Base excision repair (BER) is the predominant cellular mechanism by which human cells repair DNA base damage, sites of base loss, and DNA single strand breaks of various complexity, that are generated in their thousands in every human cell per day as a consequence of cellular metabolism and exogenous agents, including ionizing radiation. Over the last three decades the comet assay has been employed in scientific research to examine the cellular response to these types of DNA damage in cultured cells, therefore revealing the efficiency and capacity of BER. We have recently pioneered new research demonstrating an important role for post-translational modifications (particularly ubiquitylation) in the regulation of cellular levels of BER proteins, and that subtle changes (?20–50%) in protein levels following siRNA knockdown of E3 ubiquitin ligases or deubiquitylation enzymes can manifest in significant changes in DNA repair capacity monitored using the comet assay. For example, we have shown that the E3 ubiquitin ligase Mule, the tumor suppressor protein ARF, and the deubiquitylation enzyme USP47 modulate DNA repair by controlling cellular levels of DNA polymerase ?, and also that polynucleotide kinase phosphatase levels are controlled by ATM-dependant phosphorylation and Cul4A–DDB1–STRAP-dependent ubiquitylation. In these studies we employed a modification of the comet assay whereby cultured cells, following DNA damage treatment, are embedded in agarose and allowed to repair in-gel prior to lysis and electrophoresis. Whilst this method does have its limitations, it avoids the extensive cell culture-based processing associated with the traditional approach using attached cells and also allows for the examination of much more precise DNA repair kinetics. In this review we will describe, using this modified comet assay, our accumulating evidence that ubiquitylation-dependant regulation of BER proteins has important consequences for overall cellular DNA repair capacity. PMID:25076968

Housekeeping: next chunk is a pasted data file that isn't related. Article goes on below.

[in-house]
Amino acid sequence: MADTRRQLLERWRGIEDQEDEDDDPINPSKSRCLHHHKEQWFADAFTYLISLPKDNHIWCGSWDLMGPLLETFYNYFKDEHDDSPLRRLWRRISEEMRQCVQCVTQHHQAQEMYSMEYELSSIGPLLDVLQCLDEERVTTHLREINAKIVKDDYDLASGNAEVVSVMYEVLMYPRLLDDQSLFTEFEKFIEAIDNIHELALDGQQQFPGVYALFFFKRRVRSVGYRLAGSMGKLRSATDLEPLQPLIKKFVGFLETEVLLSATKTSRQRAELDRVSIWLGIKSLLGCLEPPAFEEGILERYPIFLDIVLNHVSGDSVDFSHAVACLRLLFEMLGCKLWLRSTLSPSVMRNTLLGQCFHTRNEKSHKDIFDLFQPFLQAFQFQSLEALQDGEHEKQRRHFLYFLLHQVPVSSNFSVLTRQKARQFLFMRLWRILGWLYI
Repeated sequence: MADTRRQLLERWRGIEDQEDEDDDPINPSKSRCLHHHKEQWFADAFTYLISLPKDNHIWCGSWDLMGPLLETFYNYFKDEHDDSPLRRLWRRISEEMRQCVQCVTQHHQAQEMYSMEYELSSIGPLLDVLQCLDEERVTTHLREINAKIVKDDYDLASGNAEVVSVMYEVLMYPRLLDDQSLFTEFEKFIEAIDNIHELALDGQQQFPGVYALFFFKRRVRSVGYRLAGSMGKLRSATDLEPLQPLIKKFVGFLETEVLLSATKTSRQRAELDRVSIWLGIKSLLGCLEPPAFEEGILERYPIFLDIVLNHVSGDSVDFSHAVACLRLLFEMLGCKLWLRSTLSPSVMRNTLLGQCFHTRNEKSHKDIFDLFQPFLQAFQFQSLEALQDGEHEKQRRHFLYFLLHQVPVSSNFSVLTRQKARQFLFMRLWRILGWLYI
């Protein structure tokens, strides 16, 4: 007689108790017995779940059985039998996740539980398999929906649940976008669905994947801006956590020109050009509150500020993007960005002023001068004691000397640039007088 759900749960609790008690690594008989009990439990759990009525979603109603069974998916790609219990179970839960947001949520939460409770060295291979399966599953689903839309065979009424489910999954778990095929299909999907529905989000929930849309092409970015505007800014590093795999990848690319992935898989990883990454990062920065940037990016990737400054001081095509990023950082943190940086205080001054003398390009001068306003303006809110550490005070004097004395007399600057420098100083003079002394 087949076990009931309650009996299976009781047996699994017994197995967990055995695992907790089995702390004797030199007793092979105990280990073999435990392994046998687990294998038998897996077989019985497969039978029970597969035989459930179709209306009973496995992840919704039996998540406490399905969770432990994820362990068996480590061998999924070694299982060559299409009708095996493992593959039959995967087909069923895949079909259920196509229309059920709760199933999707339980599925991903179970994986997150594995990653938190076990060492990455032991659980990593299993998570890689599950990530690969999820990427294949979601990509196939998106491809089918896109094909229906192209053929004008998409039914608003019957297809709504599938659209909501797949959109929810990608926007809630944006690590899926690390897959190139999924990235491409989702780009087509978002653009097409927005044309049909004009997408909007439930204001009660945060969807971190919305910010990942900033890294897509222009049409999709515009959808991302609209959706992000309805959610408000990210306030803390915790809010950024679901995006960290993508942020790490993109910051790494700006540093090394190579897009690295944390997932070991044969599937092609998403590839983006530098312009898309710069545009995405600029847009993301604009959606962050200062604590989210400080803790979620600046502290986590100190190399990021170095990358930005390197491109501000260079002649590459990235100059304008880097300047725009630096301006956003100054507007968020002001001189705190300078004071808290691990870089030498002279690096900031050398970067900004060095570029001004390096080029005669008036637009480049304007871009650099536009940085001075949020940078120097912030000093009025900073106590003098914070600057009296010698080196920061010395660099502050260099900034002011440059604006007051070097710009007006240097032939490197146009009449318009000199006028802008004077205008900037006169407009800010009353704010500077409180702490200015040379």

Nickson, Catherine M.; Parsons, Jason L.

2014-01-01

16

Discovering and Differentiating New and Emerging Clonal Populations of Chlamydia trachomatis with a Novel Shotgun Cell Culture Harvest Assay  

Microsoft Academic Search

Chlamydia trachomatis is the leading cause of prevent- able blindness and bacterial sexually transmitted diseases worldwide. Plaque assays have been used to clonally segre- gate laboratory-adapted C. trachomatis strains from mixed infections, but no assays have been reported to segregate clones from recent clinical samples. We developed a novel shotgun cell culture harvest assay for this purpose because we found

Naraporn Somboonna; Sally Mead; Jessica Liu; Deborah Dean

2008-01-01

17